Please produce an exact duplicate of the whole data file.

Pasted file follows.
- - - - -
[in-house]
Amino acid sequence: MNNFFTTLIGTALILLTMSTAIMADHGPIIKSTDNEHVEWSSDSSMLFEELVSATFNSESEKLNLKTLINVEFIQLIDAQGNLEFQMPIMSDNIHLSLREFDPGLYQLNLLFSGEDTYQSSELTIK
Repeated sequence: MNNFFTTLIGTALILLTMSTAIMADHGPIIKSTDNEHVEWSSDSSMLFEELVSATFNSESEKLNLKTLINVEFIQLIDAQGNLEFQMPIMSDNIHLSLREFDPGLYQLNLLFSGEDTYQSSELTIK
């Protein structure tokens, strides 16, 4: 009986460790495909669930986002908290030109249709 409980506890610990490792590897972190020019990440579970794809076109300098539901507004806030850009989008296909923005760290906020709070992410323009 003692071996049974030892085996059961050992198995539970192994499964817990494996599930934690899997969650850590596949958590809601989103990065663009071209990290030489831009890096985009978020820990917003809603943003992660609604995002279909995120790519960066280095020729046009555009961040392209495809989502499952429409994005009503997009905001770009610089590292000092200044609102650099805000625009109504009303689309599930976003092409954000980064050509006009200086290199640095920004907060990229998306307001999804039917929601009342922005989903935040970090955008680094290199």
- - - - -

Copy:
[in-house]
Amino acid sequence: MNNFFTTLIGTALILLTMSTAIMADHGPIIKSTDNEHVEWSSDSSMLFEELVSATFNSESEKLNLKTLINVEFIQLIDAQGNLEFQMPIMSDNIHLSLREFDPGLYQLNLLFSGEDTYQSSELTIK
Repeated sequence: MNNFFTTLIGTALILLTMSTAIMADHGPIIKSTDNEHVEWSSDSSMLFEELVSATFNSESEKLNLKTLINVEFIQLIDAQGNLEFQMPIMSDNIHLSLREFDPGLYQLNLLFSGEDTYQSSELTIK
């Protein structure tokens, strides 16, 4: 009986460790495909669930986002908290030109249709 409980506890610990490792590897972190020019990440579970794809076109300098539901507004806030850009989008296909923005760290906020709070992410323009 003692071996049974030892085996059961050992198995539970192994499964817990494996599930934690899997969650850590596949958590809601989103990065663009071209990290030489831009890096985009978020820990917003809603943003992660609604995002279909995120790519960066280095020729046009555009961040392209495809989502499952429409994005009503997009905001770009610089590292000092200044609102650099805000625009109504009303689309599930976003092409954000980064050509006009200086290199640095920004907060990229998306307001999804039917929601009342922005989903935040970090955008680094290199």